Pozole is one of the emblematic dishes of our gastronomy, one of the favorite foods for special events, family reunions or to lower a little the discomforts of the hangover the next day. For this reason, the pozole has a very special place in the hearts of Mexicans and today we show you its history.
Pozole is a broth prepared with corn, meat, chili, and vegetables, originating in pre-Hispanic times. The word “pozole” means foam in Nahuatl, because it is prepared with a special corn called cacahuazintle, which when boiled with water and calcium oxide, bursts and takes a shape that resembles foam
In prehispanic times this food was called Tlacatlaolli which means ” husked corn of men”, and it was a sacred dish given in offering to the god Xipe Totec in a ceremony called Tlacaxipehualizthli. He was the god of agriculture, spring, and fertility, the legend says that at the beginning of humanity, he skinned himself to feed men for the first time.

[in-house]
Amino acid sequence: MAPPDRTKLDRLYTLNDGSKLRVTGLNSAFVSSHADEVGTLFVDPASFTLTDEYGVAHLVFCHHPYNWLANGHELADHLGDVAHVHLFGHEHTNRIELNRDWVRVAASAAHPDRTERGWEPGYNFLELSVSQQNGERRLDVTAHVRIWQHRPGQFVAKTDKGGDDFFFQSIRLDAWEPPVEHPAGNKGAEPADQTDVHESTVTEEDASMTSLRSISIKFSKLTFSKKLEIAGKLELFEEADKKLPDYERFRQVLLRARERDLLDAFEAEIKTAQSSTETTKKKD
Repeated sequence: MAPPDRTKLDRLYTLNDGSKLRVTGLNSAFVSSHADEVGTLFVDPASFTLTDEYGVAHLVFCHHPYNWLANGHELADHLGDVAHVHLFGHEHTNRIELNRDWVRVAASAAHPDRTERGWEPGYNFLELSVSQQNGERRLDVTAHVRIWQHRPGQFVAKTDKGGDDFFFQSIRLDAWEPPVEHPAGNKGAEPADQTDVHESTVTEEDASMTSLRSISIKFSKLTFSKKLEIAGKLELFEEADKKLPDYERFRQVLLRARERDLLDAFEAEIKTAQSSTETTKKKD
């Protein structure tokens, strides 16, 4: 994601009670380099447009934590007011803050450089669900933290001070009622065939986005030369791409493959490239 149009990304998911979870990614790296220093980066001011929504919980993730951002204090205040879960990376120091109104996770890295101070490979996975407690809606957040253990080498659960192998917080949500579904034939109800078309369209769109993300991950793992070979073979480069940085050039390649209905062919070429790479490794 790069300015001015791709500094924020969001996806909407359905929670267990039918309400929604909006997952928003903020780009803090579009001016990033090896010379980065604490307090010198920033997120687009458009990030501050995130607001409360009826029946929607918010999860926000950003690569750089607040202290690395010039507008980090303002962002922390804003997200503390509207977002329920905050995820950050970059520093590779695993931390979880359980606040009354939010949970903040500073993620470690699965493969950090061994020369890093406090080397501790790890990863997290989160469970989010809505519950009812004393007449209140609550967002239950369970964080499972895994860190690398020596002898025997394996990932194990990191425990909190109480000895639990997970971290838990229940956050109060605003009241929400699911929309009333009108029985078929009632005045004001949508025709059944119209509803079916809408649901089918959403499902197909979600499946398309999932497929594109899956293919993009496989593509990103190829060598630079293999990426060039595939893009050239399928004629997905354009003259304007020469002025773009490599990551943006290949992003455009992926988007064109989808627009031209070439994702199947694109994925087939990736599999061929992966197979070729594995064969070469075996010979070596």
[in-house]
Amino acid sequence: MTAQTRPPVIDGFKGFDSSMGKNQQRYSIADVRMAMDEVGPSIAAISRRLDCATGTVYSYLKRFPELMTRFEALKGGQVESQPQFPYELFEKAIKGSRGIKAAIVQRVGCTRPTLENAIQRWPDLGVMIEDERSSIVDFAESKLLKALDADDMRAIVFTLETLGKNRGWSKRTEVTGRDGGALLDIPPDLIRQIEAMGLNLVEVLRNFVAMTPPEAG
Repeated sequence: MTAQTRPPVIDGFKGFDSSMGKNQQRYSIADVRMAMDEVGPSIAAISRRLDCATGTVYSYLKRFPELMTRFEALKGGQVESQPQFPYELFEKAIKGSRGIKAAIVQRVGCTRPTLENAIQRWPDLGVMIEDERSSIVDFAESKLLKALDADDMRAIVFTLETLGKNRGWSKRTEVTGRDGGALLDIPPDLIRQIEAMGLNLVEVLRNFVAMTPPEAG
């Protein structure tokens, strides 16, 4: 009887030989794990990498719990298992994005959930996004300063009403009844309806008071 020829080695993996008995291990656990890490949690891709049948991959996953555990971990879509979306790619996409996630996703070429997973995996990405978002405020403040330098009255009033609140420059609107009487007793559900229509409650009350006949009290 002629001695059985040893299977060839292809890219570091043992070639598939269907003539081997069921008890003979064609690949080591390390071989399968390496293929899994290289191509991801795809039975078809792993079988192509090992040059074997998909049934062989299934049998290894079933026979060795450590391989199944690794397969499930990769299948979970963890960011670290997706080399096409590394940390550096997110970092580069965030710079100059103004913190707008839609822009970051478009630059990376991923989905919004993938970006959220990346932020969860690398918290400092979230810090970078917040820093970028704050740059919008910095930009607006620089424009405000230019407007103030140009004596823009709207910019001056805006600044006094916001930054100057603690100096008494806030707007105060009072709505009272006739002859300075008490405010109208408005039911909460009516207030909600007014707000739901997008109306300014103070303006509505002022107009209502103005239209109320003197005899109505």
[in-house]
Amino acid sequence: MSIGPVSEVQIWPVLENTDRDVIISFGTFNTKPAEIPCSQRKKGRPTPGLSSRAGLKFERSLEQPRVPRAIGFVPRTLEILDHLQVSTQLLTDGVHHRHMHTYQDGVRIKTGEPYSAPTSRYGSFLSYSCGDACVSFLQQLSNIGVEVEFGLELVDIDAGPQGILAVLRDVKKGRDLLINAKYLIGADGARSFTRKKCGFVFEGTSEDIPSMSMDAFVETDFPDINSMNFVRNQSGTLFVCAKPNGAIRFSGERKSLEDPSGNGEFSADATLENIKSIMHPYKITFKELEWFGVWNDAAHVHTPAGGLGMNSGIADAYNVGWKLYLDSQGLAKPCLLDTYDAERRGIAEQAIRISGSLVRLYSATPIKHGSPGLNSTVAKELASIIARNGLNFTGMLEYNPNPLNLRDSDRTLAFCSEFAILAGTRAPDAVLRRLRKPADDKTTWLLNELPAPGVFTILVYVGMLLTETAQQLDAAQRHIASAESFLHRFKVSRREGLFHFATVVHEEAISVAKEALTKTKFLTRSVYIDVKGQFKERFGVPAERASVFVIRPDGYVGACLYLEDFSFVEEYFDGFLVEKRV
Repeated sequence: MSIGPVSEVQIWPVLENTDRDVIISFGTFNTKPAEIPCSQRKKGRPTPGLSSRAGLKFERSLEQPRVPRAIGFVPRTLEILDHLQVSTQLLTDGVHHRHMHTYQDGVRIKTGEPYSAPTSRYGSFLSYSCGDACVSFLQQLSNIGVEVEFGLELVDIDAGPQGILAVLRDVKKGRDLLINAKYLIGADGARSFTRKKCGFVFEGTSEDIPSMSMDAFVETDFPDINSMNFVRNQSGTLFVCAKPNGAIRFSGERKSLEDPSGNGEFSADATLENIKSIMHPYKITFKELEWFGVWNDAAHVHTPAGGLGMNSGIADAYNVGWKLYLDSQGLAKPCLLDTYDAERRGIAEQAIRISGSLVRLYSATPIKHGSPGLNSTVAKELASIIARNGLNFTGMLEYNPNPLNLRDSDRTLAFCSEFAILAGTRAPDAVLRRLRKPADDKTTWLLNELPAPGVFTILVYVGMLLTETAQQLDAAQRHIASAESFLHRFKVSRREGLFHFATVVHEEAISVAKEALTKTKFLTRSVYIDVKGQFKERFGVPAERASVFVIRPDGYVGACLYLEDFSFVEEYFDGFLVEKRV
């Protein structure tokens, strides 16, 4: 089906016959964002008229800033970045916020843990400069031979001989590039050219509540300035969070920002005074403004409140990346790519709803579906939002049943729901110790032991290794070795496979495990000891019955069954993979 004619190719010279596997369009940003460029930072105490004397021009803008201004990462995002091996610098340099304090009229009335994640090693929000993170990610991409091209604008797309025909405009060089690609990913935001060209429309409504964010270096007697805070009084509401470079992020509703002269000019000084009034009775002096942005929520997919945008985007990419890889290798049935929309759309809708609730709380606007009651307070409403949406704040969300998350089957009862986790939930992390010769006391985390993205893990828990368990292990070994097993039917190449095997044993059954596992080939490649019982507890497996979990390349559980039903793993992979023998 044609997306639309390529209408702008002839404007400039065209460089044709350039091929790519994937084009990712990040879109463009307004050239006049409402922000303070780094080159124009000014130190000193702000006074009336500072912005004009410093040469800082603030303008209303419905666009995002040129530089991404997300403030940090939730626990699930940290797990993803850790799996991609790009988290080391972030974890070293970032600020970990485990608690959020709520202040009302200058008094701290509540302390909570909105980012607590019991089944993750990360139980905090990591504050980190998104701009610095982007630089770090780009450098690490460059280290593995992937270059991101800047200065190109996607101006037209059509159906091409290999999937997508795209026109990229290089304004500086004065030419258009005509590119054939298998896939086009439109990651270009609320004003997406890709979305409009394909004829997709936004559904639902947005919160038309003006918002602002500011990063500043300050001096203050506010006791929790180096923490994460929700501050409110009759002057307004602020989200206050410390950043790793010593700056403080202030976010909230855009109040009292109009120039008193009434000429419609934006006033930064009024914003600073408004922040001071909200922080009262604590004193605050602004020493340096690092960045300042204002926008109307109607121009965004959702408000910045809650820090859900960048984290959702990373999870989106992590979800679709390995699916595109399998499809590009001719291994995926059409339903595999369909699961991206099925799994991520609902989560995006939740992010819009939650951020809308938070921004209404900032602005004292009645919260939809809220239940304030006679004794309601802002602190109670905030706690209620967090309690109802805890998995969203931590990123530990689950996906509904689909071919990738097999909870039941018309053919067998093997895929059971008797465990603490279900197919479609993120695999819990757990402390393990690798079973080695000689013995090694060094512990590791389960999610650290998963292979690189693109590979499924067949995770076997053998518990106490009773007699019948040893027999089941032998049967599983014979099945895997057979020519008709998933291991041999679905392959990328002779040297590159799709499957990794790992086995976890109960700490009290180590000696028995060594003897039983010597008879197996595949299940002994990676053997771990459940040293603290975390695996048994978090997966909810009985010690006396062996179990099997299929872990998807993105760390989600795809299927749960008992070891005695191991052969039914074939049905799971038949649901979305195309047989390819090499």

At the ceremony, a warrior captured in battle was tied to a large cylindrical stone and forced to fight to the death against armed Mexican warriors. After his death, he was skinned and with his meat, the pozole was prepared as a ceremonial dish, which was tasted by the religious leaders, the king and the warriors who participated in his death.
Today, this dish has changed a lot since pre-Hispanic times, the main thing is that it is no longer prepared with human flesh and changed its ceremonial use to become a typical food. It is cooked with chicken or pork meat, and its preparation varies in some regions like in the state of Guerrero where it is cooked with green tomatillo, in Michoacán with pork rind, in Colima white cheese is added and in areas near the sea, it is prepared with sardines.